Win a copy of Learn Spring Security (video course) this week in the Spring forum!
  • Post Reply
  • Bookmark Topic Watch Topic
  • New Topic

Boolean question

 
Steve Janvrin
Greenhorn
Posts: 9
  • Mark post as helpful
  • send pies
  • Quote
  • Report post to moderator
When I run this code the value of the boolean snare is correctly reset from true to false, but the if test ignores this and executes the code inside the if test.

This is the code as shown on page 44 of Head First Java, so it should work.

Please assist.

Steve Janvrin.

class DrumKit {
boolean tophat = true;
boolean snare = true;

void playtophat() {
System.out.println("ding ding da-ding");
}

void playsnare() {
System.out.println("bang bang ba-bang");
}
}

class DrumKitTestDrive {
public static void main(String[] args) {

DrumKit d = new DrumKit();

d.playsnare();
d.playtophat();
d.snare = false;

if (d.snare == true); {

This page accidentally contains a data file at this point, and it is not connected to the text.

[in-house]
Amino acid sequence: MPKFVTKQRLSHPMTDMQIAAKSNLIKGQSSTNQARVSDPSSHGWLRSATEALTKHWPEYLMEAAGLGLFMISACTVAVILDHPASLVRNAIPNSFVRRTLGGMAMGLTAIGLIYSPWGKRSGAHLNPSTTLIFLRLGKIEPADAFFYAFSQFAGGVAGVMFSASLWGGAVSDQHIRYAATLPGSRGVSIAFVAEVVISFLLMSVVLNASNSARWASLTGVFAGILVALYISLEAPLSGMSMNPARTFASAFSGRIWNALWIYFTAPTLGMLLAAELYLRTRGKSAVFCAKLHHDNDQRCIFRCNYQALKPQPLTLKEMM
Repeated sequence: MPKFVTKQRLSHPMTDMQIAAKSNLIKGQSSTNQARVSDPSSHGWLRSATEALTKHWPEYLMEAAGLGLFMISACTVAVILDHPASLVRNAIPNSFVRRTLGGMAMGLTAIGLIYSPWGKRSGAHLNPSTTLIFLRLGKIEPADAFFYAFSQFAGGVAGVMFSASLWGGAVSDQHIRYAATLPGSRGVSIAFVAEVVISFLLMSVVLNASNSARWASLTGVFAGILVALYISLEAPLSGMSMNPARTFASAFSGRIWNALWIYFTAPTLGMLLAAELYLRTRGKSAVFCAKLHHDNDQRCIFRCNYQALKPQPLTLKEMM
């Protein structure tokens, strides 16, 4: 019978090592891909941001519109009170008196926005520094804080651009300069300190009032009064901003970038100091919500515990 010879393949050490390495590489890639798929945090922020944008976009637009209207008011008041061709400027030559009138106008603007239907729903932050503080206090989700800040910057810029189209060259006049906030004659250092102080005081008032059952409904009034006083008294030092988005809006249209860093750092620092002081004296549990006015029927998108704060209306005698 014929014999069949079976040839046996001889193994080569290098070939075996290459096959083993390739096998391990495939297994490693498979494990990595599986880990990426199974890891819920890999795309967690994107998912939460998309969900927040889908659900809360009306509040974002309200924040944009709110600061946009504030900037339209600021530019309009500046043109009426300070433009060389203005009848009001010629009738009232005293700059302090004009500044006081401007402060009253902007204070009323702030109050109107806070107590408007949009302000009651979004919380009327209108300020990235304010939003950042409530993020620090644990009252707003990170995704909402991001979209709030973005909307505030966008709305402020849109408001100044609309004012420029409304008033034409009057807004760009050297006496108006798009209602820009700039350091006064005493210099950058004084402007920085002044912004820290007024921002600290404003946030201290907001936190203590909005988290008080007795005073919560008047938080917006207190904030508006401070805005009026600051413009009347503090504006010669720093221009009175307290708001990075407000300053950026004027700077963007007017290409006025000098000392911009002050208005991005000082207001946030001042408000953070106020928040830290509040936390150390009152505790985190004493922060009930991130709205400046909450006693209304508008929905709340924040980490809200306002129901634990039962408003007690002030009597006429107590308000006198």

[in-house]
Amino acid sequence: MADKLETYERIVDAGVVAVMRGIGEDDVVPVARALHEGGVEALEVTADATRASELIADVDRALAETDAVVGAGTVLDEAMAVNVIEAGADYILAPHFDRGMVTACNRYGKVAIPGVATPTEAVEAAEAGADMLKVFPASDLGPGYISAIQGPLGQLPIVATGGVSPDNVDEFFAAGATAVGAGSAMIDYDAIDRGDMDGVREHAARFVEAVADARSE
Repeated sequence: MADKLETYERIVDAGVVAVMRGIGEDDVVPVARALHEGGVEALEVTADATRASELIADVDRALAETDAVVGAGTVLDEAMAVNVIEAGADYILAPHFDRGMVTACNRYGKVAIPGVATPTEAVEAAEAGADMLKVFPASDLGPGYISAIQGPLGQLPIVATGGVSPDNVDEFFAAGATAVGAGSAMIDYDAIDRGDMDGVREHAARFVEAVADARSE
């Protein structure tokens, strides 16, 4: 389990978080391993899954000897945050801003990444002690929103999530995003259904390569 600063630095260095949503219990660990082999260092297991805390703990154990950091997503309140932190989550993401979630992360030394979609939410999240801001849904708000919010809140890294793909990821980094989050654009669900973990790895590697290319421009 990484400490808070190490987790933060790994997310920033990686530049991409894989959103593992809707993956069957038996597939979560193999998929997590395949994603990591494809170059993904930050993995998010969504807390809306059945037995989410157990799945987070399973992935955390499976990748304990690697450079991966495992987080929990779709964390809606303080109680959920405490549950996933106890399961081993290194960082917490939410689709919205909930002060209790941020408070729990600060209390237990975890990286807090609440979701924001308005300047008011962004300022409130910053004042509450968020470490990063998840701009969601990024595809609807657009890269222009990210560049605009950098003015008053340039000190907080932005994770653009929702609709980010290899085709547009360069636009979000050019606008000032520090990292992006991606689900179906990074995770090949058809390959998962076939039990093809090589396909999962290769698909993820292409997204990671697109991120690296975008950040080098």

d.playsnare();
}
}
}
 
Keith Lynn
Ranch Hand
Posts: 2409
  • Mark post as helpful
  • send pies
  • Quote
  • Report post to moderator
The reason is the semicolon you place after the parentheses of the if. That essentially says that's the end of the if. The braces around the code don't mean anything unless you remove the semicolon.
 
Barry Higgins
Ranch Hand
Posts: 89
  • Mark post as helpful
  • send pies
  • Quote
  • Report post to moderator


Note the ; after the if statement this turns the statement into an inline if and therefore the d.playsnare() will be executed whatever happens.
The code should look like this

 
Steve Janvrin
Greenhorn
Posts: 9
  • Mark post as helpful
  • send pies
  • Quote
  • Report post to moderator
Thanks - I would have thought that the compiler would have caught that, but I guess not.

Steve.
 
Paul Sturrock
Bartender
Posts: 10336
Eclipse IDE Hibernate Java
  • Mark post as helpful
  • send pies
  • Quote
  • Report post to moderator
It didn't catch it because strictly its not a compilation error. Writing this:

Is synonomous with writing:

In English what your code is saying is "If a equals b, do nothing". Curly brackets define limits of blocks of code in Java. What defines what that block represents is the keyword used when the block is opened (try, catch, do, for, if etc.) If you don't define one, then the only effect they have is on the scope of valiables. For example:

is pretty much the same as:

However, brackets do make this possible:

because the scope of a is limited to what's in the brackets.
 
  • Post Reply
  • Bookmark Topic Watch Topic
  • New Topic